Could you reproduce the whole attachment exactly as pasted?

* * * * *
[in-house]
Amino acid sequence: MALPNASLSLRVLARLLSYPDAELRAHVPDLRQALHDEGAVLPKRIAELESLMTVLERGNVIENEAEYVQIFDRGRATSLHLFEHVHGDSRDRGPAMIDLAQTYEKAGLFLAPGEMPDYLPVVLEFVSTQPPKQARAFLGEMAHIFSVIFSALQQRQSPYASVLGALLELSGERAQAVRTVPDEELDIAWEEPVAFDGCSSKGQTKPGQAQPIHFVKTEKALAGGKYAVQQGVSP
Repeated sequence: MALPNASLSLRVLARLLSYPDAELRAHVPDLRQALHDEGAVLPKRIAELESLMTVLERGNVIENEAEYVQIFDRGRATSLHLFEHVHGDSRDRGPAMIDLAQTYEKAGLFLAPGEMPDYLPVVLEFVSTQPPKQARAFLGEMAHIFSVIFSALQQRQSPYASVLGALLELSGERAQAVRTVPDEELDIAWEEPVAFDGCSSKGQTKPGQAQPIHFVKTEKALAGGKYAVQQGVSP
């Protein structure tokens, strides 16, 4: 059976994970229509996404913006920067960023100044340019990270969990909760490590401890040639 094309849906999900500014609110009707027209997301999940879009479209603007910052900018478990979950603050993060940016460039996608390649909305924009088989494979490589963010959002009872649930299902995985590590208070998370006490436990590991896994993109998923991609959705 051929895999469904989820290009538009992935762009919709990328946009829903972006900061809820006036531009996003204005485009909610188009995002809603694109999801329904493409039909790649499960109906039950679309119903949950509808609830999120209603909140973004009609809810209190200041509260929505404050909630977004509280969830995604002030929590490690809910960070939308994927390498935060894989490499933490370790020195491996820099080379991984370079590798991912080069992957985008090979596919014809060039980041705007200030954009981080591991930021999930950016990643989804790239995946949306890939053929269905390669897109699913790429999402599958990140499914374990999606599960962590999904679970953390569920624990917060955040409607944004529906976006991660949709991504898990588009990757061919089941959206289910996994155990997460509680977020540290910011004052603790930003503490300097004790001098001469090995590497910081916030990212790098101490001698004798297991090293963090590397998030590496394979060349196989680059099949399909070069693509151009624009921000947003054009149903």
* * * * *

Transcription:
[in-house]
Amino acid sequence: MALPNASLSLRVLARLLSYPDAELRAHVPDLRQALHDEGAVLPKRIAELESLMTVLERGNVIENEAEYVQIFDRGRATSLHLFEHVHGDSRDRGPAMIDLAQTYEKAGLFLAPGEMPDYLPVVLEFVSTQPPKQARAFLGEMAHIFSVIFSALQQRQSPYASVLGALLELSGERAQAVRTVPDEELDIAWEEPVAFDGCSSKGQTKPGQAQPIHFVKTEKALAGGKYAVQQGVSP
Repeated sequence: MALPNASLSLRVLARLLSYPDAELRAHVPDLRQALHDEGAVLPKRIAELESLMTVLERGNVIENEAEYVQIFDRGRATSLHLFEHVHGDSRDRGPAMIDLAQTYEKAGLFLAPGEMPDYLPVVLEFVSTQPPKQARAFLGEMAHIFSVIFSALQQRQSPYASVLGALLELSGERAQAVRTVPDEELDIAWEEPVAFDGCSSKGQTKPGQAQPIHFVKTEKALAGGKYAVQQGVSP
């Protein structure tokens, strides 16, 4: 059976994970229509996404913006920067960023100044340019990270969990909760490590401890040639 094309849906999900500014609110009707027209997301999940879009479209603007910052900018478990979950603050993060940016460039996608390649909305924009088989494979490589963010959002009872649930299902995985590590208070998370006490436990590991896994993109998923991609959705 051929895999469904989820290009538009992935762009919709990328946009829903972006900061809820006036531009996003204005485009909610188009995002809603694109999801329904493409039909790649499960109906039950679309119903949950509808609830999120209603909140973004009609809810209190200041509260929505404050909630977004509280969830995604002030929590490690809910960070939308994927390498935060894989490499933490370790020195491996820099080379991984370079590798991912080069992957985008090979596919014809060039980041705007200030954009981080591991930021999930950016990643989804790239995946949306890939053929269905390669897109699913790429999402599958990140499914374990999606599960962590999904679970953390569920624990917060955040409607944004529906976006991660949709991504898990588009990757061919089941959206289910996994155990997460509680977020540290910011004052603790930003503490300097004790001098001469090995590497910081916030990212790098101490001698004798297991090293963090590397998030590496394979060349196989680059099949399909070069693509151009624009921000947003054009149903």